For Vitamin E, four tocopherol members are better than one.
Vitamin E found in nature has always been superior to the Vitamin E found in the common supplement pills we consume. Why? Because most Vitamin E pills contain only alpha tocopherol whereas now we know that natural Vitamin E gives us not one (alpha-) but four (alpha-, beta-, gamma- and delta-) tocopherol members.
It is only recently that scientists have found the long-ignored members – gamma, beta and delta tocopherols – of the Vitamin E family to have important functions, some of which are different from that of alpha tocopherol. While alpha tocopherol alone does provide certain benefits, it has been found that the best benefits of Vitamin E supplementation come when it contains all four tocopherol members of the Vitamin E family.
A study published in the February 2005 issue of the American Journal of Clinical Nutrition found that the intake of a mixture of Vitamin E from food sources rather than from supplements is associated with a reduced risk of Alzheimer’s disease (AD).
“High intake of Vitamin E from food (alpha-, beta-, gamma-, delta tocopherol), but not supplements (which usually contain only alpha tocopherol), is inversely associated with Alzheimer’s disease,” wrote Martha Clare Morris, ScD, PhD, from Rush Institute of healthy Aging in Atlanta, Georgia, and colleagues.
“Because Vitamin E is composed of four different tocopherol members (alpha-,beta-, gamma- and delta-) … and because Vitamin E supplements usually consists of alpha tocopherol only, one possible explanation for the seeming inconsistency is that the effect (benefit) is not due to alpha tocopherol alone but to a combination of tocopherol members.”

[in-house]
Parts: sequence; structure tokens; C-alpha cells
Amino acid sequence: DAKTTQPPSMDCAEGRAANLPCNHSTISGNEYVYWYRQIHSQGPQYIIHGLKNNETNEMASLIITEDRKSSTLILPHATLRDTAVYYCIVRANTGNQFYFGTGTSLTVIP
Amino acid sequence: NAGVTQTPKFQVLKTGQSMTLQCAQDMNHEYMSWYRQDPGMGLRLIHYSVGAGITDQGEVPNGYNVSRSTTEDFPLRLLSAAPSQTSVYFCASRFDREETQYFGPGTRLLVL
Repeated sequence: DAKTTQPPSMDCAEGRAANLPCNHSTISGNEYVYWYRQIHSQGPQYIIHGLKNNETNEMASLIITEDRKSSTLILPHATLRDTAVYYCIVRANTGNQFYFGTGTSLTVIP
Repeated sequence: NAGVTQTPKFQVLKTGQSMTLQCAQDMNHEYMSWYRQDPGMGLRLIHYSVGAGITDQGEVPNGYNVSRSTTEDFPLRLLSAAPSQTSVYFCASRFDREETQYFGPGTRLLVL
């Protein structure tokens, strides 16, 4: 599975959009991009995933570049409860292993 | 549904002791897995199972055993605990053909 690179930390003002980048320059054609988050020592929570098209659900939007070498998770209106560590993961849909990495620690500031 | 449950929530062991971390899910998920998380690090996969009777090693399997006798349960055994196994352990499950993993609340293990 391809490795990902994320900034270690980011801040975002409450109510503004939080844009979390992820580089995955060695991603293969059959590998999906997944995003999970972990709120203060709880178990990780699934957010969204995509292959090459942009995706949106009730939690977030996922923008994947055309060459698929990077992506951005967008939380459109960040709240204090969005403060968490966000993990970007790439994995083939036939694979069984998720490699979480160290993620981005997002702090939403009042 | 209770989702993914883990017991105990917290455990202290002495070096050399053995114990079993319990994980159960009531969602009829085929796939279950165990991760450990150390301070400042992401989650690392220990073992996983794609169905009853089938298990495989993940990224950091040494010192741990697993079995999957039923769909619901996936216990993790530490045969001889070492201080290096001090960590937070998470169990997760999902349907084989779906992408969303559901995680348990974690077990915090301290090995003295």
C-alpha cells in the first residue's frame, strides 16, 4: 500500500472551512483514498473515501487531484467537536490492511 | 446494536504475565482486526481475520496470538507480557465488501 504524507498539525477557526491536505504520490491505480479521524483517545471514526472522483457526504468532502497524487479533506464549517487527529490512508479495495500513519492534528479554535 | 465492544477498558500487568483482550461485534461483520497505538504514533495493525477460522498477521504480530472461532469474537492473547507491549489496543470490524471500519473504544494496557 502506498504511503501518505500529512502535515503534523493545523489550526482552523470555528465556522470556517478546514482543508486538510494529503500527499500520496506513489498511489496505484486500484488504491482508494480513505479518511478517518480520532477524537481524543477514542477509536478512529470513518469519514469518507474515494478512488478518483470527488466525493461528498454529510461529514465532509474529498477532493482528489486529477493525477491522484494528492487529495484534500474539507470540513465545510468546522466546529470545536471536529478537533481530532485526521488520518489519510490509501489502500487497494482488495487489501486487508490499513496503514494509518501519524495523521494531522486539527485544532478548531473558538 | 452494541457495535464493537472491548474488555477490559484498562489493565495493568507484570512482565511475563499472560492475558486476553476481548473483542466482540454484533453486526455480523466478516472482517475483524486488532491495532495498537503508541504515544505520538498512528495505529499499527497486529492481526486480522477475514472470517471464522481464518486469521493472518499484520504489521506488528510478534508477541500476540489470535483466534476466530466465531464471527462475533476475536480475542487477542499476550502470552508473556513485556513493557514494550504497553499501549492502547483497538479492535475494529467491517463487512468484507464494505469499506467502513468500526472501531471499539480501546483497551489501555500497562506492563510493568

Free radicals can stimulate and intensify inflammation by turning on genes that promote inflammation. Many serious degenerative conditions, including atherosclerosis (hardening of the arteries), various types of cancer and Alzheimer’s disease, appear to be promoted by chronic inflammation.
A recent report published on Dec 21, 2004 by the Proceedings of the National Acedemy of Sciences (led by a team of scientists including Qing Jiang, formerly of Children’s Hospital and Research Centre in Oakland, California). The research had nothing against alpha-tocopherol. “Alpha tocopherol has justifiably earned a good reputation as an antioxidant,” said Jiang in a news release. Instead, she wanted to see if other members of Vitamin E were promising.
Jiang, currently assistant professor of foods and nutrition at Purdue University in Indiana, US, has studied gamma tocopherol before. In 2000, she and her colleagues found that it inhibits inflammation, which has been linked to cancer. [Journal – Proceedings of the National Academy of Science (Oct 2000) ]
This time, Jiang’s team studied gamma tocopherol against human prostate and lung cancer cells. They found that gamma tocopherol inhibited the spread of prostate and lung cancer cells without hurting the healthy cells. That indicates that gamma tocopherol might be able to combat cancer without damaging unaffected cells. The results were even better when gamma tocopherol got a little help from its other team members.
Mixing other members of Vitamin E – including gamma tocopherol – was even better at blocking cancer’s spread. “Combinations of different members of Vitamin E may be superior to each alone,” writes the researchers.
The summary of the recent findings is that taking alpha tocopherol alone may not provide the full benefits of Vitamin E.